point of view

Stand-alone or sequel-worthy? Ain’t that the question

"Greetings from magical Lenore": a vintage postcard-style forest at sunset commemorates my first stand-alone book to become a seriesOne of the frequent queries I get from readers, including for novels that bear every hallmark of a stand-alone, is “Will there be a sequel?” Usually the answer is no. As a writer, I have too many projects lurking in my brain to give them all the series treatment; as a reader, I prefer stand-alone books.

However, every so often, the answer is a tentative, “Maybe.” And sometimes, I even follow through.

With one of those happenstance sequels about to release (GUARDIAN OF RUSES drops November 1st!! /shamelessplug), I thought it would be fun to give my criteria for expanding on books originally framed as stand-alone tales.

And, as luck would have it, the RUSES OF LENORE series provides a decent example for how these criteria apply.

WARNING: there be Spoilers ahead for the first two books. If you haven’t read them, proceed at your own caution. (Or go read them and come back, haha.)

Criterion #1: Address open threads

I like my characters to exist beyond the confines of their stories, so some elements of their lives point outside the narrative. However, those threads don’t always merit an additional book. Sometimes they exist to fill out a character or setting rather than point to another plot.

Within the RUSES OF LENORE canon, these open threads exist:

Kingdom of Ruses

  • After Viola bonds with the land, it commences a rapid recovery. What effects would this engage? (This question led to the main plot in TOURNAMENT OF RUSES.)
  • Viola shows Will three cat’s-eye brooches and lets him pick one. What happened to the other two? (Rule of Three invoked; Flora receives cat’s-eye #2 in TOURNAMENT, but the existence of a third points to a third book. An unspecified number would have held no intrinsic narrative weight.)
  • When Lenore kills an imperial governor, Melanthos does not retaliate. Why not? (This points to either weakness or internal conflict in the imperial court; it is not addressed in the first two books.)

Prince of Ruses (short story)

  • The empire, because of its poor stewardship, is losing its vitality. What is Melanthos doing to counteract this consequence?
  • The empire keeps a draconian watch over its magical resources, to the detriment of its citizens. Is Melanthos truly doomed? And what of all the people caught in failing lands by no fault of their own?

Tournament of Ruses

  • The well of magic splits when it gets too powerful, and its first split happens within six months of Viola’s bond. How much more powerful will Lenore’s magic become? Who will the Morelands recruit as guardians to these new reservoirs? Does the split only happen when there’s a ready guardian waiting, or can it split off prematurely? How do these new reservoirs affect the forest creatures?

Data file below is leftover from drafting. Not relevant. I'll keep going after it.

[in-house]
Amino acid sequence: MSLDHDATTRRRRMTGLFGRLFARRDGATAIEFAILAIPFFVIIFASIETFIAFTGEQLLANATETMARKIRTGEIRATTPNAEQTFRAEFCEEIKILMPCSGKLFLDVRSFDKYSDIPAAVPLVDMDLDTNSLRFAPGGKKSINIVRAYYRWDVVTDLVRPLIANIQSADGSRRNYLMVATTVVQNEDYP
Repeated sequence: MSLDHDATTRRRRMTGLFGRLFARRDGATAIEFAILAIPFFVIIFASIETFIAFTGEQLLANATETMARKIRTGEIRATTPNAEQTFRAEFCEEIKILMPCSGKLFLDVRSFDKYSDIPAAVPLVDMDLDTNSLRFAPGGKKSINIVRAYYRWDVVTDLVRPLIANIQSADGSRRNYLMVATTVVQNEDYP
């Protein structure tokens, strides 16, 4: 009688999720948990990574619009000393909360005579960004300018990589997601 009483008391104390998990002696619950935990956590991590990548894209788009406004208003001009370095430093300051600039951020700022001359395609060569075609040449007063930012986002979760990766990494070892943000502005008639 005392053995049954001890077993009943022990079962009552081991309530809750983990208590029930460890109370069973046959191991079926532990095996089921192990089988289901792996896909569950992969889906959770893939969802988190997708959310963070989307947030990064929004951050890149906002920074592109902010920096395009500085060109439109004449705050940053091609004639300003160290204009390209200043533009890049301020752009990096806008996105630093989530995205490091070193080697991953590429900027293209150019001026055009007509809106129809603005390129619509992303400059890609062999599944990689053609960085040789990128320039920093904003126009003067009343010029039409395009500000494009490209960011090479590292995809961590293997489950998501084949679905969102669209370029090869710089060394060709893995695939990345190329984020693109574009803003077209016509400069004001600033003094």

• When the shadow-shifters attack Flora, her reservoir doesn’t activate to defend her. The original reservoir didn’t activate for Viola until she was under bondage, either. If the forest allows predators and prey to exist (which it does), what laws govern its intervention? What different types of magical bonds exist, and what hierarchy of authority punishes a violation of those bonds?

Criterion #2: Explore new ground

A sequel that springs from a stand-alone risks retreading the same ground, and a watered-down version of the first book diminishes the value of both.

“New ground” doesn’t have to be literal scenery. It can be ideas or themes, a broadening or magnifying of established story elements. Regardless, I’ll focus on literal scenery here, because the world-building left me a lot of new ground.

  • KINGDOM OF RUSES introduces the country of Lenore, a land bordered by the ocean to the west, with the empire of Melanthos looming beyond mountains and deep forest to the north.
  • PRINCE OF RUSES allows a glimpse into a single village within Melanthos, with a reference to imperial soldiers in the area.
  • TOURNAMENT OF RUSES delves into Lenore’s social scene: the pecking orders, parties, educational opportunities, etc. The story doesn’t venture outside the capital city walls, let alone into neighboring lands.

Therefore, much of the land’s geography remains unexplored, including

  • the forest itself
  • the nifaran village hidden somewhere within the forest
  • the vastness of Melanthos
  • the vaguely referenced “north countries” beyond the ridge of mountains that mark the empire’s western edge

Also unexplored:

  • the capital city’s Midsummer’s Eve festivities (the midnight processional and fireworks; i.e., what the regular citizens are doing during the Prince’s ball)
  • how Lenore’s people view the forest, whether it’s a land of nightmares or opportunities
  • how they view the creatures of the forest and the people of Melanthos

Criterion #3: Adhere to thematic continuity

On the surface, KINGDOM and TOURNAMENT are very different books. One has an exterior plot, with outsiders coming into Lenore to cause trouble. The other has an internal plot, with its heroine establishing her place in an otherwise stable society.